There is no alleviating the crisis that has plagued Japanese whiskies. This drought was first announced mid-2018, when Suntory announced the discontinuation of its Hibiki 17 Year Old and Hakushu 12 Year Old because the demand was far too intense, and there remains a dearth in supply. At the end of February this year, Suntory and Nikka both stepped forth to declare that they would be canning more whiskies in their line, further proving that the Japanese whisky shortage shows little signs of slowing.
These phased-out whiskies may not be as familiar to global drinkers given that they were mostly domestic favourites. Axed labels from Suntory include Shirokaku, as well as 350ml bottles of Chita and 450ml bottles of Kabukin. On the Nikka spectrum, the 12 Year Old is one we have to bid goodbye to. The distillers have also stated that they will temporarily suspend the Nikka Coffey Grain and Malt expressions — two of the more recent introductions to the brand.
With the crisis, prices of existing Japanese whiskies, especially the single malts, have skyrocketed dramatically as people rush to hoard bottles for their collections. For those who enjoy Japanese whisky but aren’t that zealous, this fervour set off by the crisis doesn’t mean you’ll have to fork out uncomfortably absurd amounts to own a bottle or never drink Japanese whisky again.
In fact, distillers are still pushing out new expressions to add breadth to their current line. Not many have the luxury of bottling single malts due to its time-consuming nature, but distillers are steadily turning to blends and no age statement products to remind the world that Japanese whisky is not down the path of extinction. Another promising thing about the current guard on the market is that it retains everything we love about Japanese whiskies while being priced at a point that doesn’t cripple your bank.
For those keen to get on the bandwagon, here are five of our favourite, readily available Japanese whiskies to add to your collection.
Come April 16, Suntory will debut a whisky that breaks new ground in the blended category. Named “Ao”, this expression will combine whiskies from five of the world’s most prominent whisky-making regions: Scotland, Ireland, Canada, Japan and America. This diverse source of liquid for Ao is made possible given that Suntory and its American arm, Beam Suntory, own a substantial number of distilleries in said regions, including the likes of Bowmore, Connemara, Canadian Club and more. Suntory Ao is bottled at 43 percent ABV and recommended to retail around ¥5,000 (S$61), which makes it as affordable as it is exciting.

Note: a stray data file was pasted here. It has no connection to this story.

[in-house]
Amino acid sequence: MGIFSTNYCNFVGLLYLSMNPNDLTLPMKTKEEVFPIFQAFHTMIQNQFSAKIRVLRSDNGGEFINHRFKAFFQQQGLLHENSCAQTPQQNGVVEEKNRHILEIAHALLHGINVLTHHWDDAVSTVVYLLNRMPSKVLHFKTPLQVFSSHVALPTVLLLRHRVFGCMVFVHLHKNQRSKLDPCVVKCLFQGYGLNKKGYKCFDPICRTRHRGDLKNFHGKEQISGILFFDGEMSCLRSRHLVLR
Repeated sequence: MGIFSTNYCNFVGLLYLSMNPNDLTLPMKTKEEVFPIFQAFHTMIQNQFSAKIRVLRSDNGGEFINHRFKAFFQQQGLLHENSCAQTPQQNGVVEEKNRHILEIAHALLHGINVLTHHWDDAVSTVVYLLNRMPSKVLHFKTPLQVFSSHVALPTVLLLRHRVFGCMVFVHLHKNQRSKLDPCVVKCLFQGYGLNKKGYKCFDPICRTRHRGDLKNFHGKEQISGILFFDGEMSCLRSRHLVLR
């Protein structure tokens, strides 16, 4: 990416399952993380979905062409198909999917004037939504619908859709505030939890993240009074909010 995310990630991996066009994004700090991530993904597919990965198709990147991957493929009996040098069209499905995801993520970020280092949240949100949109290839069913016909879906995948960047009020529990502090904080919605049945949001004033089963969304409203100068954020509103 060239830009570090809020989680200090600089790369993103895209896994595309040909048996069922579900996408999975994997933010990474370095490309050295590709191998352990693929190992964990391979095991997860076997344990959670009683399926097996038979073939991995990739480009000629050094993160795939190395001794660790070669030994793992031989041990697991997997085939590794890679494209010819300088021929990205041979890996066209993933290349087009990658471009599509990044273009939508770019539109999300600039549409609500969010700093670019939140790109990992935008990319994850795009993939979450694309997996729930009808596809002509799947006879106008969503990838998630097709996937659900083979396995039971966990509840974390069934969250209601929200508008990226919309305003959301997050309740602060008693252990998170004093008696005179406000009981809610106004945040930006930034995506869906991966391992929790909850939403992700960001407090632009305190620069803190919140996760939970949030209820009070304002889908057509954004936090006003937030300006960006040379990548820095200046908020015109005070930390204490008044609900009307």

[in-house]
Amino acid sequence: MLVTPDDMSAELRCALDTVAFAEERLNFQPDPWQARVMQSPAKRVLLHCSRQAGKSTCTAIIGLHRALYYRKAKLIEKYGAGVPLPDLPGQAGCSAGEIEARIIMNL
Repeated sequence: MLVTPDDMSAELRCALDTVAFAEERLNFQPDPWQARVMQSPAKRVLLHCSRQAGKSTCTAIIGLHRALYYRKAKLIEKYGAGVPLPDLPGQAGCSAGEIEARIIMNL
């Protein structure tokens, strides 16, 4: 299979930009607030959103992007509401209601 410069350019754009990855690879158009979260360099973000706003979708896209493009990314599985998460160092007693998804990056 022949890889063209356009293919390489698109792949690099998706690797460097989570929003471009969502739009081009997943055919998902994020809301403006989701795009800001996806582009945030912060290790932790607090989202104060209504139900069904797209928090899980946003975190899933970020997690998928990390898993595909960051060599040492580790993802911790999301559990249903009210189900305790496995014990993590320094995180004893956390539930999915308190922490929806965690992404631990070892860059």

Hibiki Harmony is a blend the brand pushed out to address the discontinuation of the 12 Year Old single malt in 2015. It still remains an accessible favourite that even devotees of the brand enjoy, given that this blend of Yamazaki, Hakushu and Chita whiskies effuse with the combination of autumn fruit and Christmas spice that Hibiki whiskies are so known for.
Yoichi is one of the makers of peaty Japanese whiskies, which is a rarity given that the market far prefers light, soft flavours. The Nikka-owned label used to produce single malts with age statements, though that was curtailed in 2015. In place of the 10, 12, 15 and 20 Year Old, Yoichi now has a no age statement single malt composed of whiskies from the distillery’s portfolio. It also won Best Japanese Whisky in 2017 by America’s leading whisky magazine, Whisky Advocate, which proves the expression has serious chops.
If highballs are your preferred way to enjoy Japanese whisky, then the Hakushu Distiller’s Reserve is right up your alley. This blend has a youthful, light quality with touches of smoke, grass and fruit to give it some depth, lending itself particularly well to a spritz of soda and ice — a certain crowd pleaser.
This multi-award-winning blend is a cask strength whisky that was designed to reflect the inner sanctum of Nikka’s archives. Selected grain and single malt whiskies are chosen by the distillery’s blenders to craft a whisky that is pleasantly punchy, rife with notes of caramel, vanilla and fruit. What’s particularly remarkable is how long the finish is with every dram, and how much the oak comes through with every sip. A connoisseur’s favourite for sure.